Thursday, September 04, 2008

Bratz: Super Bratz

Written by Christine Peymani and Art By Anthony Tan
Published by TokyoPop

Slugline: Why do I find their lack of noses the most disturbing thing about the Bratz?

The All-Ages rating for this title is a little misleading. The rating really should say "Aimed at Pre-Tween Girls, All Others May Suffer Saccharine Poisoning." Not because the title is particularly bad, but because the pre-tween target demographic is the only one that the book really cares about. If other types of readers happened to pick up the book, that is fine, but having something that could appeal outside of that narrow demographic seem unimportant. Which is a shame, for I can easily see that this title could have been a successful really All-Ages title, but because it is linked to the Bratz property, it is limited to a certain approach and attitude to fits within that.

The girls of Bratz learn that their special skills that have made each of them stand out before were only the beginning manifestations of their superpowers. The cheerleader that could do high leaps now flies, the athletic type is a speedster, the social butterfly is a mind reader, etc. The Bratz discover that there is local school that teaches people how to use their superpowers, which apparently means road trip! The Bratz decide to go to school there, but discover that other students have their own selfish plans. Which the Bratz, after one failed attempt, discover the ways to use their new abilities to uncover what the not-so-nice students are planning and present proof to the teachers, who take care of the problem.

So yeah, this is X-Men lite with a side of the Bratz brand. I assume what minor character touches there are is from whatever character bible the Bratz brand managers gives out. I also assume that is why there are so few character flourishes for each Bratz, so that the property can be extended into as many different venues and forms as possible, without having to worry about keeping track of multiple character facets that may not work in any particular media. The response to that challenge is to minimize the individual characters.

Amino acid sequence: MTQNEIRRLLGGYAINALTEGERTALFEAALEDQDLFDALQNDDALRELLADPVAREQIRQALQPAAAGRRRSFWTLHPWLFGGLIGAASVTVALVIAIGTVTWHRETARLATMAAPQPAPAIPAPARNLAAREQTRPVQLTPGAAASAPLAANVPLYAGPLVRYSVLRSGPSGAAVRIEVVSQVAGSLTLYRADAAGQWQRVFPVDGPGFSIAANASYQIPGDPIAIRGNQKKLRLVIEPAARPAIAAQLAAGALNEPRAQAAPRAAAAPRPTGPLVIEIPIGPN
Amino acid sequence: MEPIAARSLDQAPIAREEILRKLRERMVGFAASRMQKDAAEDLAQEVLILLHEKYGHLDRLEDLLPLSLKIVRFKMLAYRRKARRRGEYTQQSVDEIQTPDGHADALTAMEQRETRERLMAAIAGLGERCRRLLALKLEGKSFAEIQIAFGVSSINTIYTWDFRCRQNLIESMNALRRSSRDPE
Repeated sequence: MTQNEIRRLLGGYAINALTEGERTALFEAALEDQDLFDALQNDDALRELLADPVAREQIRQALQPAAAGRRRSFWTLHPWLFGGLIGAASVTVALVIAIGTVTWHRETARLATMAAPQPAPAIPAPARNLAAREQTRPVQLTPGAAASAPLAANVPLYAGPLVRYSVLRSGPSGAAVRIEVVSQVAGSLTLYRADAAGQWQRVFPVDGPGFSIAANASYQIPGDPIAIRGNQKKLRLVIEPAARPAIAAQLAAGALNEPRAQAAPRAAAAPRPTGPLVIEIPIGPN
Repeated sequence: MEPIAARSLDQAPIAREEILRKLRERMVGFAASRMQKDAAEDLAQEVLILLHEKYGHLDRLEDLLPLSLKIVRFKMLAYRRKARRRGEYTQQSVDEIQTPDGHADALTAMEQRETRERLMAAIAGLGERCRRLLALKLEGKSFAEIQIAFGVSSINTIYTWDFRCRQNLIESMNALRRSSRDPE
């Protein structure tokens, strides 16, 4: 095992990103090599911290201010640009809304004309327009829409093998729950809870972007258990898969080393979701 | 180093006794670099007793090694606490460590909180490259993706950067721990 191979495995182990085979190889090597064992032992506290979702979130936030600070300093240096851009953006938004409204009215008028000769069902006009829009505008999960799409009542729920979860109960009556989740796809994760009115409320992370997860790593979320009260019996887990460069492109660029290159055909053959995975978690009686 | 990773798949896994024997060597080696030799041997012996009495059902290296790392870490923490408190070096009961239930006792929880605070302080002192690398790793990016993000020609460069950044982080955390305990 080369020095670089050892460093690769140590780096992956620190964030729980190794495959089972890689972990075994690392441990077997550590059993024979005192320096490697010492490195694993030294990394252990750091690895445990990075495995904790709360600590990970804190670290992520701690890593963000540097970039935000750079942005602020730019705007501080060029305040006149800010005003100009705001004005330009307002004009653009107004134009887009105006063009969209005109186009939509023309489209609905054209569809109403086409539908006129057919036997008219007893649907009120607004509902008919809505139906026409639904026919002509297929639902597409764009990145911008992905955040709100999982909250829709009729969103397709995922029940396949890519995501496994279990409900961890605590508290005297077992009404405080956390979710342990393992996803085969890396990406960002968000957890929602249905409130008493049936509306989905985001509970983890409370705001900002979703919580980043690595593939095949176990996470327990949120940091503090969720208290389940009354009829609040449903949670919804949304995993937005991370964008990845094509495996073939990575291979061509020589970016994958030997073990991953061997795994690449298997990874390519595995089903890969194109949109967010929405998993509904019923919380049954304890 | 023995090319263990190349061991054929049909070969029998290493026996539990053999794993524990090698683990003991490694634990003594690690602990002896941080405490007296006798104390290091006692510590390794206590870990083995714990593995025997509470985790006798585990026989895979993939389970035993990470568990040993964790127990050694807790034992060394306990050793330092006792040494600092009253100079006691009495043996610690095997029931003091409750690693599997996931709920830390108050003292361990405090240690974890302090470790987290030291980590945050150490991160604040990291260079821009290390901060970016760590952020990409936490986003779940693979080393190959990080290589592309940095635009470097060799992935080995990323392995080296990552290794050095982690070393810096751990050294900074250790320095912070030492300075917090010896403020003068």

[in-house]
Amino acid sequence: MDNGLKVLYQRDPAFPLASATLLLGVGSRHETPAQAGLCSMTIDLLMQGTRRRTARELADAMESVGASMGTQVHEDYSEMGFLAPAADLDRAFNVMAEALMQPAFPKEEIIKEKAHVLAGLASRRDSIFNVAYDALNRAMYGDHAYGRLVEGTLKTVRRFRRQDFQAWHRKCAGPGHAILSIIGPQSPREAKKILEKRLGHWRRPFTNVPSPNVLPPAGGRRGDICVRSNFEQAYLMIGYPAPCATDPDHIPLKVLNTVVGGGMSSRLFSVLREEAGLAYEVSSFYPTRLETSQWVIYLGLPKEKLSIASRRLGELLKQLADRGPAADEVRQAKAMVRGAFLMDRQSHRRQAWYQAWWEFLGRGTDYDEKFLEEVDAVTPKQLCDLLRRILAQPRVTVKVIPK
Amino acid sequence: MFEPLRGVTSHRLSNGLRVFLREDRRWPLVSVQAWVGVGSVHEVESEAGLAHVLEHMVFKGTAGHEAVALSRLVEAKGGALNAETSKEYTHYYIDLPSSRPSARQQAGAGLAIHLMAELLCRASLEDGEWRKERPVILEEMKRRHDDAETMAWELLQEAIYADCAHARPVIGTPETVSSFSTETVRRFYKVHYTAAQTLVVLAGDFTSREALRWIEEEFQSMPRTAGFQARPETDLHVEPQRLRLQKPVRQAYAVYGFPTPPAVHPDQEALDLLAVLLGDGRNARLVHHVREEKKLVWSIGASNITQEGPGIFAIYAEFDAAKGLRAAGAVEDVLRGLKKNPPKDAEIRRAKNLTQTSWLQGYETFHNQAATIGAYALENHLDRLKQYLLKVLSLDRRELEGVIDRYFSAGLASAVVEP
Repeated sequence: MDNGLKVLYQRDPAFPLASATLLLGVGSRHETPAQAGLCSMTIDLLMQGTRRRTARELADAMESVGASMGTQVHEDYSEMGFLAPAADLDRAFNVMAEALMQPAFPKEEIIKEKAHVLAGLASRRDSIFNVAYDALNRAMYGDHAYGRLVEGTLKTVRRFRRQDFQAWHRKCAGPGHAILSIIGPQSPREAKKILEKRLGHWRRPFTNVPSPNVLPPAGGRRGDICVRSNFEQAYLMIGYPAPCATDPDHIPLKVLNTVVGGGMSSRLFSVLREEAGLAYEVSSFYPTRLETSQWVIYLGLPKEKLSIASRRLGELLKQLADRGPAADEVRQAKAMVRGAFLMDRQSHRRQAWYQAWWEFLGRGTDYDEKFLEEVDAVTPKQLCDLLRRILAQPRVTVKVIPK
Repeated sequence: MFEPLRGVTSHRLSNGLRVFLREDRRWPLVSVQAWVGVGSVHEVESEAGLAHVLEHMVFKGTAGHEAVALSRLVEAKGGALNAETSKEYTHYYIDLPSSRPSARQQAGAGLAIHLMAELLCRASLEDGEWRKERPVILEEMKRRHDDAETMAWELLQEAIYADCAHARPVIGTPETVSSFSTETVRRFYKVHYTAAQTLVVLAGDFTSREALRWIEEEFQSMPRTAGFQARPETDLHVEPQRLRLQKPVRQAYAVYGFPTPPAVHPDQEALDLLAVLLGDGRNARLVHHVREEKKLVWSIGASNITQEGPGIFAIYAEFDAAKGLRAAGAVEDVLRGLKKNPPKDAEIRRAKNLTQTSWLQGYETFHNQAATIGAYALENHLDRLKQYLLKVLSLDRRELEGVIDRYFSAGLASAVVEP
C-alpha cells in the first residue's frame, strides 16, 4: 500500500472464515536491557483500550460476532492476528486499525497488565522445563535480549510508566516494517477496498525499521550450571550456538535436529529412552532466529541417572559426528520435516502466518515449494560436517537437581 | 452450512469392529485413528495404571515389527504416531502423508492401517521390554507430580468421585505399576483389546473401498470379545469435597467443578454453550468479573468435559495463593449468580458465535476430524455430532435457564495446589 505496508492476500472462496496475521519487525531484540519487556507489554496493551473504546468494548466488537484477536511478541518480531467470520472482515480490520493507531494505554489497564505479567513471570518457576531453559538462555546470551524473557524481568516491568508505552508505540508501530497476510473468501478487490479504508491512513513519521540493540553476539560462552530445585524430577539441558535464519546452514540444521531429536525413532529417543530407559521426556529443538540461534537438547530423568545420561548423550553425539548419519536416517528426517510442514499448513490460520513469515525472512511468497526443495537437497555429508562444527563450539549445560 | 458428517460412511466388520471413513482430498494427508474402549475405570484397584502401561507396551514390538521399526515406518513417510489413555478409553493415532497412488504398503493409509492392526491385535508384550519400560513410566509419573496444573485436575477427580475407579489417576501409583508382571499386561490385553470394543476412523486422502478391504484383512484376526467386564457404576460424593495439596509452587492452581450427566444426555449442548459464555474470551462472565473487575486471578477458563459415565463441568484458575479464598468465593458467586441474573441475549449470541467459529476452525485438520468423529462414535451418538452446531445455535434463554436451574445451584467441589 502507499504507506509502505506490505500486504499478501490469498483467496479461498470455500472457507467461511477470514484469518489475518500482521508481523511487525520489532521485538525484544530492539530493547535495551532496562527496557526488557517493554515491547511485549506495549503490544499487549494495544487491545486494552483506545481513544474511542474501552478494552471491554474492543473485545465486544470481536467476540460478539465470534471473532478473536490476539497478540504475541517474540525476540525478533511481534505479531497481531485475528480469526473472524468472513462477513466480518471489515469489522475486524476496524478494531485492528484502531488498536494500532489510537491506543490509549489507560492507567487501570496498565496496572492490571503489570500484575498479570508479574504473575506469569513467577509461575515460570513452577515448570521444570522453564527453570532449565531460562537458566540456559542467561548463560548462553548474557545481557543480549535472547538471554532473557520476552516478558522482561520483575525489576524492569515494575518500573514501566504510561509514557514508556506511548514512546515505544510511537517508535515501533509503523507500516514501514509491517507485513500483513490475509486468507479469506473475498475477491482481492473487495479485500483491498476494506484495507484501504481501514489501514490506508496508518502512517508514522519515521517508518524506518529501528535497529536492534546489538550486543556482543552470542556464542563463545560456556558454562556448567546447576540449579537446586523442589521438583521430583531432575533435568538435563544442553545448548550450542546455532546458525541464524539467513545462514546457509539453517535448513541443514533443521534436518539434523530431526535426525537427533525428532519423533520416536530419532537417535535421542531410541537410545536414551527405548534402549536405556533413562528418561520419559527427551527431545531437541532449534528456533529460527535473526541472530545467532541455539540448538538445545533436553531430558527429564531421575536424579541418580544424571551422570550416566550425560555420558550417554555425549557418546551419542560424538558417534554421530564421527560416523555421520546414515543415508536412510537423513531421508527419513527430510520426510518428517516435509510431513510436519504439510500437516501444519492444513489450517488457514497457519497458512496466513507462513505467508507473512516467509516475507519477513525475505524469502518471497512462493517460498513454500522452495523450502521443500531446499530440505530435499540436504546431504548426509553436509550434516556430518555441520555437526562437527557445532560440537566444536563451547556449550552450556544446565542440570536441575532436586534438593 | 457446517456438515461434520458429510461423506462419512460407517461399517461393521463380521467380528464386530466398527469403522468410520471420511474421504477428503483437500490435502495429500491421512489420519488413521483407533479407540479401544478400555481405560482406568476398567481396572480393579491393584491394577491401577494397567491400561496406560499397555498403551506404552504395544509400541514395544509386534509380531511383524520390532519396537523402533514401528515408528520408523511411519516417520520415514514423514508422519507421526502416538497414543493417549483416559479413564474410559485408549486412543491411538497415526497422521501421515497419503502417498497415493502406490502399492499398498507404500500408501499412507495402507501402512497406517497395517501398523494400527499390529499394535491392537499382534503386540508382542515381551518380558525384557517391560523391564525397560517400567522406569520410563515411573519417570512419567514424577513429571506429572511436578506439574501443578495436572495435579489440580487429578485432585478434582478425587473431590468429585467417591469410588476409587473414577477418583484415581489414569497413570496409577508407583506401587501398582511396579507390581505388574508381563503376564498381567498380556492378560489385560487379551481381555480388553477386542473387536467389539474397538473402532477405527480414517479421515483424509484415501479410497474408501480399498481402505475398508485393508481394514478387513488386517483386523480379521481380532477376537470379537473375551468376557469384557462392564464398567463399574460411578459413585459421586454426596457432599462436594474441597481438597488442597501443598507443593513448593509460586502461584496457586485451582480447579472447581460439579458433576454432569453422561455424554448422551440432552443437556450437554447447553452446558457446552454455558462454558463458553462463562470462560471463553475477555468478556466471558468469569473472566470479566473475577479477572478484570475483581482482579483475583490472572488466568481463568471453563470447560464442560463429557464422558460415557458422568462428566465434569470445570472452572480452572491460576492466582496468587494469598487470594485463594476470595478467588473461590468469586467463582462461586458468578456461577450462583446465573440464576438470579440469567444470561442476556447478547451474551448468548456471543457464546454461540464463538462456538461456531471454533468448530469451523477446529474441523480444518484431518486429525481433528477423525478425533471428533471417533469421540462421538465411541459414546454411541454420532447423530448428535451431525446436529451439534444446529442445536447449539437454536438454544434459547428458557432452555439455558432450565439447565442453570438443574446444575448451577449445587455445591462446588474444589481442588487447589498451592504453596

What was nice is all I know about the Bratz is what I learned from the trailer of their rather horrible movie I was unfortunate enough to see twice. I didn't even need to know that much to pick up the book and go right into it, because you could learn most of that in the first chapter, along with the fact that they enjoy all the normal tween activity even though one of them was old enough to drive a car. It took me a little longer to keep all the characters straight, and the fact that the characters didn't have noses threw me far more than I thought it would. The character's characteristics, such as they are, are hard to tell apart other than by their special ability, but the Bratz are not credulous and are willing to entertain the thought they are not trapped in a simple, straightforward plot (which they are, but at least they consider otherwise).

Ultimately, this is not a book about the characters, it is about making sure that the property of Bratz exists in manga form. Which is a shame, because I think without that intent, and inherent set of boundaries that purpose imposed on the title, the core concept and the creators could have done more with it. But that would require taking risks that one does not allow with a multi-million dollar brand, especially in a particularly low profile manga (in comparison to the rest of the brand). So it is what it aspires to be, competent, rather than anything more.

Bratz: Super Bratz is also available from Right Stuf, Intl., an online retailer specializing in anime and manga.

- Ferdinand

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